JW Anderson’s androgynous S/S 13 show was held at Institute for Contemporary Arts in the heart of London. The models wore black scarves tied under the chin, over hair drenched in gel while they either clutched an A2 sized sketchbook or a quilted extremely feminine purse.
An overriding sense of femininity was prominent throughout, expressed through a myriad of bohemian and seventies inspired looks, especially the lilac bell-bottomed trousers along with extra elongated ribbed knitwear trousers which came with matching shirts and cardigans. It was ultimate 70s luxury, especially in the typical camel colour.
Asymmetric cuts were a key theme, showcased in a searingly hot pink blazer with a diagonal panel running across the front along with the diagonally slashed T-shirt which were tied with a small bow underneath the left arm and imprinted with fierce looking teddy bears. Shorts were cut way above the knee and trousers above the ankle in bold pinstripe, worn with either open toe platform patent leather sandal or a pair of patent loafers which only covered the toes – the ultimate slip-on shoe.
Signature style of hexagonal shapes were replaced with paint blotches in black, red and turquoise making for a interesting print, but it was the abstract floral motifs in French grey, black and white mounted onto translucent fabric that made my eyes twinkle. This collection is definitely not for everyone but JW Anderson showcased some undeniably artistic skill. The shapes crated with the asymmetric jackets were both beautiful and unusual and the shoes are sure to be found in all glossies come S/S 13.
Pringle of Scotland:
Alistair Carr of Pringle of Scotland can sign his name across my heart after his S/S 13 show hit the runway at the Hospital Club in Covent Garden. Luxury knitwear is central to the Pringle of Scotland menswear and this collection showcases that perfectly, weaving the classic heritage of the brand with modern man and his wardrobe.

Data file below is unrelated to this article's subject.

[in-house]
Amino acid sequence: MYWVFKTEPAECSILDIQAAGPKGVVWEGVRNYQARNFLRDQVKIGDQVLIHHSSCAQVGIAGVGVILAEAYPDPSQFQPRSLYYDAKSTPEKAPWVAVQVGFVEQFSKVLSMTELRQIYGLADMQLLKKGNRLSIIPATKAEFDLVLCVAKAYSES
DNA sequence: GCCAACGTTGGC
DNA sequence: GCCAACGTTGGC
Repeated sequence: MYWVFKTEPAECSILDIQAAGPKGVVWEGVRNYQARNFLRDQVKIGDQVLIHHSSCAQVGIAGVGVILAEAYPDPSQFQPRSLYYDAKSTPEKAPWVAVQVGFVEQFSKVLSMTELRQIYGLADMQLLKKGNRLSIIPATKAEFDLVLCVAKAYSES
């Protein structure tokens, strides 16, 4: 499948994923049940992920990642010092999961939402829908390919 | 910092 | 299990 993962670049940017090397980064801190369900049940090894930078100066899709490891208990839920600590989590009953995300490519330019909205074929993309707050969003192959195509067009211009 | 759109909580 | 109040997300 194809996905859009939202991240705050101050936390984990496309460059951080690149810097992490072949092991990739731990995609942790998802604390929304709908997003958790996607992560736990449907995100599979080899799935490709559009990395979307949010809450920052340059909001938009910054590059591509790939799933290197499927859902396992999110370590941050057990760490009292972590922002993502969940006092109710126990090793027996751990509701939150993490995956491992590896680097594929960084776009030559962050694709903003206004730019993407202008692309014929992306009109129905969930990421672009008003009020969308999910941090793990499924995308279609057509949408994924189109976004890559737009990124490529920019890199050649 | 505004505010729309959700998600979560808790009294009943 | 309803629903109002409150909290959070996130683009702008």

The argyle sweaters were brilliantly eye catching in Easter yellows and greys, which also match the socks worn by all the models, other jumpers were camouflaged either in tones or grey or red. Cashmere sweaters were so delicate in their muted tone horizontal stripes they were almost translucent, paired with matching cardigans to create the iconic Pringle twin set.
Trousers were straight legged and smart in khaki and black, which were colour blocked with grey and cream panels from mid-thigh to mid-calf. Tailored above the knee shorts and dashing blazers made for a handsome combination, especially in eye twinkling jewel blue.
The coats came with a built in oversized rucksack, which provided an interesting, hunchback silhouette. I’m not the biggest fan of backpacks at the best of times but ones that can’t be removed are going to be even more of a problem, however this slip-up was overlooked as rest of the collection was spot on.
Words by Victoria Ritcher-Hart
Images via catwalking.com